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  • Open Access

Family meetings and end-of-life decision-making in Thai critically ill patients

  • 1,
  • 2 and
  • 3
Critical Care201216 (Suppl 1) :P489

  • Published:


  • Critical Illness
  • Preference Form
  • Team Meeting
  • Close Family
  • Healthcare Team


Limitation of life-sustaining therapy after critical illnesses in Thailand is uncommon. The barriers may be uncertain prognosis, wrong sense of doctor duty, guilty feeling, conflicts on the goals of care and fear of liability. Therefore we set a formal healthcare team meeting followed by a family meeting to find the balance between curative and palliative intention. The objective was to determine the nature and effects of family meetings in the Thai social context.


A descriptive, retrospective analysis of charts and preference forms after family meetings in the surgical ICU during 2003 to 2005. Close family members were invited and encouraged to express their ideas and feelings.


Thirty-one family meetings were analysed. The mean age of the patients was 65.5 (± 12.9) with mean SAPS II of 55.6 (± 14.9). Three patients were post CPR. Metastatic cancer was the most common underlying condition (45.2%). Most families requested to have full support, except CPR. Around 20% were not ready to make a decision, but finally agreed not to escalate therapy. See Figure 1.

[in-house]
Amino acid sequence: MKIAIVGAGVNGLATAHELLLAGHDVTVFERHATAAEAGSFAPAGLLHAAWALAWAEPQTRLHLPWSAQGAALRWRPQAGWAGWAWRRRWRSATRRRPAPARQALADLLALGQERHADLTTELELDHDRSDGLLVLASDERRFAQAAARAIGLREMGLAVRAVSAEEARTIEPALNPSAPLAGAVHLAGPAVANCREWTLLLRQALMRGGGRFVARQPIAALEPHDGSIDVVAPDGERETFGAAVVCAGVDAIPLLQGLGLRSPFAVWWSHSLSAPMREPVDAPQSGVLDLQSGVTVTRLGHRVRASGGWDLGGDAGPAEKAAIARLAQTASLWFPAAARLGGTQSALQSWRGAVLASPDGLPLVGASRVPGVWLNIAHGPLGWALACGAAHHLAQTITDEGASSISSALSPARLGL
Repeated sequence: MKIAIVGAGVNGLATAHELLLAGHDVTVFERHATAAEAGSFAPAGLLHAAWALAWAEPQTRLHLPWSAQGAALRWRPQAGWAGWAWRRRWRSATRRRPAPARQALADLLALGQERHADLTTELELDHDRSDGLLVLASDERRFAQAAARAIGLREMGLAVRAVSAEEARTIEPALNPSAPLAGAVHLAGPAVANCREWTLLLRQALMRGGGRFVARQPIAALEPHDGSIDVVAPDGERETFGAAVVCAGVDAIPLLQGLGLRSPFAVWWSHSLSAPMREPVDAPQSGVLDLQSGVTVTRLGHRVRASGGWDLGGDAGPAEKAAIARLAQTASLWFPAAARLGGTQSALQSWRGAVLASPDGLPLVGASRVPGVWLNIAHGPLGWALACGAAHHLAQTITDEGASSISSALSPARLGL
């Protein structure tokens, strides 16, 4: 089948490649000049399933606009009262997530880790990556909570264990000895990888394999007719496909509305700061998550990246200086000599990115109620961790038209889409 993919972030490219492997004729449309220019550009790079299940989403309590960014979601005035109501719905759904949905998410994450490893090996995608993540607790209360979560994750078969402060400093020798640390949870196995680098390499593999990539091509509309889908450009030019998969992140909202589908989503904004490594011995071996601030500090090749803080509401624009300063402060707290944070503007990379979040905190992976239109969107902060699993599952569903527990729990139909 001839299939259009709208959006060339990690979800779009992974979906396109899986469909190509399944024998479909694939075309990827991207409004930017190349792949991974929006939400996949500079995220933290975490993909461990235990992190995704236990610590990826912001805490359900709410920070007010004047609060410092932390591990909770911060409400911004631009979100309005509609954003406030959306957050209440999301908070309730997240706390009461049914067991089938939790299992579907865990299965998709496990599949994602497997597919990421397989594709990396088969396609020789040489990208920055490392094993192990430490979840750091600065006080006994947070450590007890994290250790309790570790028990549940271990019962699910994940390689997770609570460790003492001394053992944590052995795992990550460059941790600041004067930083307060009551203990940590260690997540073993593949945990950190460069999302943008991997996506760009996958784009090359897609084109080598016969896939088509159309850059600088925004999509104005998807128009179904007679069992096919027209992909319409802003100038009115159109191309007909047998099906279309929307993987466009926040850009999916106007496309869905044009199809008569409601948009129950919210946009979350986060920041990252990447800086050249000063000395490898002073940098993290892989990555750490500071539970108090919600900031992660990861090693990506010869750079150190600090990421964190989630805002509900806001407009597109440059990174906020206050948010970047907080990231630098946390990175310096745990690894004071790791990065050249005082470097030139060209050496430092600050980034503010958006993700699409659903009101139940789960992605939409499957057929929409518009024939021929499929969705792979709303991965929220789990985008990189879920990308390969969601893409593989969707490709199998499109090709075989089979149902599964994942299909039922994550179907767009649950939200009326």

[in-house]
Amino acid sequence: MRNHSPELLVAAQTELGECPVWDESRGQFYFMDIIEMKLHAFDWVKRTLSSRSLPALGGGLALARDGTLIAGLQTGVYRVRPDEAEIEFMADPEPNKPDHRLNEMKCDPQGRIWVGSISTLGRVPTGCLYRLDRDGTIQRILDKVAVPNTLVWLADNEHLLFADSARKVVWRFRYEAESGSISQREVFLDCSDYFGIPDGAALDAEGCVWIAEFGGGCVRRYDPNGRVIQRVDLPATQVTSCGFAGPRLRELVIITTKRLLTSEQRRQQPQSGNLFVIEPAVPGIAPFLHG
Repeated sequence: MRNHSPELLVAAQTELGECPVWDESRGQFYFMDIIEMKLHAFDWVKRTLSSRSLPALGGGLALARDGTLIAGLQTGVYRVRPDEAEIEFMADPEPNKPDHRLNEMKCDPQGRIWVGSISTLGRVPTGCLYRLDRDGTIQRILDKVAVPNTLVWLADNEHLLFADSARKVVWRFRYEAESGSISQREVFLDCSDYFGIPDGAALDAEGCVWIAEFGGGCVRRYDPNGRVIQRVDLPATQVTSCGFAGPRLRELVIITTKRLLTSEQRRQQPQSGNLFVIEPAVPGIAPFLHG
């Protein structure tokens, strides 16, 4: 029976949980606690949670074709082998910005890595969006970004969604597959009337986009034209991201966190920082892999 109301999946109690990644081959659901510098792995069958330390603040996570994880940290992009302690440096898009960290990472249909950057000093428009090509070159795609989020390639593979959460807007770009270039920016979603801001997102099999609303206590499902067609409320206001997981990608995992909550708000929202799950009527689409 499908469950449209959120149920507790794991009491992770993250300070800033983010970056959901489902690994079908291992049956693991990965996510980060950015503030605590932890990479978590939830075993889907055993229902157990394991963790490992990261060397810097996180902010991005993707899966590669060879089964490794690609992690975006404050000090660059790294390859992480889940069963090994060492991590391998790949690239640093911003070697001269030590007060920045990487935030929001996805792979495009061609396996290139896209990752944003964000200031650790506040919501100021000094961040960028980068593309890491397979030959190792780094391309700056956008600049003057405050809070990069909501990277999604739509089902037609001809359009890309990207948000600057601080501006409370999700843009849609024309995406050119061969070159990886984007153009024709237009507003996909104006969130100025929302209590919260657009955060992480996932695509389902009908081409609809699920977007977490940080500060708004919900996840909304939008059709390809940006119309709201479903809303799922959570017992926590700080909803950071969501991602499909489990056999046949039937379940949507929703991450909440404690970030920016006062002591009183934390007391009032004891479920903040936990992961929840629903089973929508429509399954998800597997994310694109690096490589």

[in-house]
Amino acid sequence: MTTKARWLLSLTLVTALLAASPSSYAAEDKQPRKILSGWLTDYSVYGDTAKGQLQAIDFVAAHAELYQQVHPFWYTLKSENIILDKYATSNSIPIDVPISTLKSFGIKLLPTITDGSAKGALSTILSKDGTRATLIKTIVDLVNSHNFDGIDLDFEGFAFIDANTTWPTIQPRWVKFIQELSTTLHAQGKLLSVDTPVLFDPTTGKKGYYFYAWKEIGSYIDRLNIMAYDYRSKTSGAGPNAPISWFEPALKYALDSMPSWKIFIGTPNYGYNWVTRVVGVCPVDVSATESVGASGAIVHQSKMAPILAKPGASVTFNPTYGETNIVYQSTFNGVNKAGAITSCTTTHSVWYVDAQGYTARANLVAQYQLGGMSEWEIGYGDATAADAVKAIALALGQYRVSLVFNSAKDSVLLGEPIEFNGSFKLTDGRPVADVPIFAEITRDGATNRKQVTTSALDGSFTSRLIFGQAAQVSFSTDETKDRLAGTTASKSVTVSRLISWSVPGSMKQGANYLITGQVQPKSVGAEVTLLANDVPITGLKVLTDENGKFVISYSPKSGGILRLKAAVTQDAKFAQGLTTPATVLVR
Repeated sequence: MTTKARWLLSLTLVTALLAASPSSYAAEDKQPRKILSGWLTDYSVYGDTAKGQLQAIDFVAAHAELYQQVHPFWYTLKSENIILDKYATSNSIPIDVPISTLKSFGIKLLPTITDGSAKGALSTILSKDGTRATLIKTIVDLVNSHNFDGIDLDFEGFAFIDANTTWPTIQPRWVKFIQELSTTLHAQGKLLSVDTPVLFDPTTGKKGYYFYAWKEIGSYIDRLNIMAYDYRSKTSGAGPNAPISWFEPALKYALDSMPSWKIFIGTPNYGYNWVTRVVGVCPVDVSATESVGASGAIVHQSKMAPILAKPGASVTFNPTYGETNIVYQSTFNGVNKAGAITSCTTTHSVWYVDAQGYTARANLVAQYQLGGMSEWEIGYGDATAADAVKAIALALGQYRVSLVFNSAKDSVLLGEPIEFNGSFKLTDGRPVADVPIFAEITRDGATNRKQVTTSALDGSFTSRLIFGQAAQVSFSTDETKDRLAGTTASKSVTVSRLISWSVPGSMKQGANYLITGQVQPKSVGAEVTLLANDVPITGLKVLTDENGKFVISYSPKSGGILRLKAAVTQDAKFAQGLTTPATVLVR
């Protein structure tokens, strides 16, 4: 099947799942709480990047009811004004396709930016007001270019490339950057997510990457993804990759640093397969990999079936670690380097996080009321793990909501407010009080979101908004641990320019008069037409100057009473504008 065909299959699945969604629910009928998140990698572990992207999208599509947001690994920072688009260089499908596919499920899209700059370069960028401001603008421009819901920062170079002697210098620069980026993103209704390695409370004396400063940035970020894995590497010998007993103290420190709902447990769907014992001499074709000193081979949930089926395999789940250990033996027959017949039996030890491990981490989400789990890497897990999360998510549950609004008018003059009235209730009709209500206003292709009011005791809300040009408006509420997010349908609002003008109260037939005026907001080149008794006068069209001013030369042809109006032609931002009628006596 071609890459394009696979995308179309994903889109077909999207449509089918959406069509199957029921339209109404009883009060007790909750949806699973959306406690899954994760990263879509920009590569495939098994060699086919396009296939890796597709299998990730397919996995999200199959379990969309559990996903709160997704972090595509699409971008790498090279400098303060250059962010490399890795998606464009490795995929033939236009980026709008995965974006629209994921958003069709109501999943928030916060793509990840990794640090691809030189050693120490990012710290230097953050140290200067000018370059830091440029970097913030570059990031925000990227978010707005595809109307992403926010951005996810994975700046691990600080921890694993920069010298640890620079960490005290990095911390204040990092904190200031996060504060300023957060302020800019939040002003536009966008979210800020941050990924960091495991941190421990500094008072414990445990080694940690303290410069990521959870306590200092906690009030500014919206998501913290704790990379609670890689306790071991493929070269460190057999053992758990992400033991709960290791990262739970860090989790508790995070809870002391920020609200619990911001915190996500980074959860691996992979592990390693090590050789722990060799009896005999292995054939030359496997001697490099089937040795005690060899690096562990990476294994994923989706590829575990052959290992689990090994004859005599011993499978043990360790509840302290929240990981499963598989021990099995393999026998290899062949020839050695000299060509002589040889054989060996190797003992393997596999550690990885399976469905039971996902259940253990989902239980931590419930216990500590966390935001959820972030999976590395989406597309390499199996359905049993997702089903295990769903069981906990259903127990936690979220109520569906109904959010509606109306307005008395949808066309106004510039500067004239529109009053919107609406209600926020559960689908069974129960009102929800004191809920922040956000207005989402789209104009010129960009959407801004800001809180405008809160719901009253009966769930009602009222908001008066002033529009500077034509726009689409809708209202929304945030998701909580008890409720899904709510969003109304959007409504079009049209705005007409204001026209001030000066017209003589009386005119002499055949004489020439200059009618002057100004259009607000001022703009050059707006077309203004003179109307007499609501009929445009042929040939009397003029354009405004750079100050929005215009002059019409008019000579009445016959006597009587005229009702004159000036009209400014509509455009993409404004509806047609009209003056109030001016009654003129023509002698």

Figure 1
Figure 1

Preferences for care at the end of life after family meetings.


Withholding intubation and withdrawal therapy are uncommon in Thai people. However, most Thai families prefer not to escalate therapy including CPR. All of them died peacefully and the families were satisfied with the care at the end of life.

Authors’ Affiliations

Faculty of Medicine, Chulalongkorn University, Bangkok, Thailand
Buddhachinaraj Hospital, Phitsanulok, Thailand
Chulalongkorn Hospital, Bangkok, Thailand


  1. Truog RD, et al: Crit Care Med. 2001, 29: 2332-2348. 10.1097/00003246-200112000-00017.View ArticlePubMedGoogle Scholar


© Chatrkaw et al.; licensee BioMed Central Ltd. 2012

This article is published under license to BioMed Central Ltd. This is an Open Access article distributed under the terms of the Creative Commons Attribution License (, which permits unrestricted use, distribution, and reproduction in any medium, provided the original work is properly cited.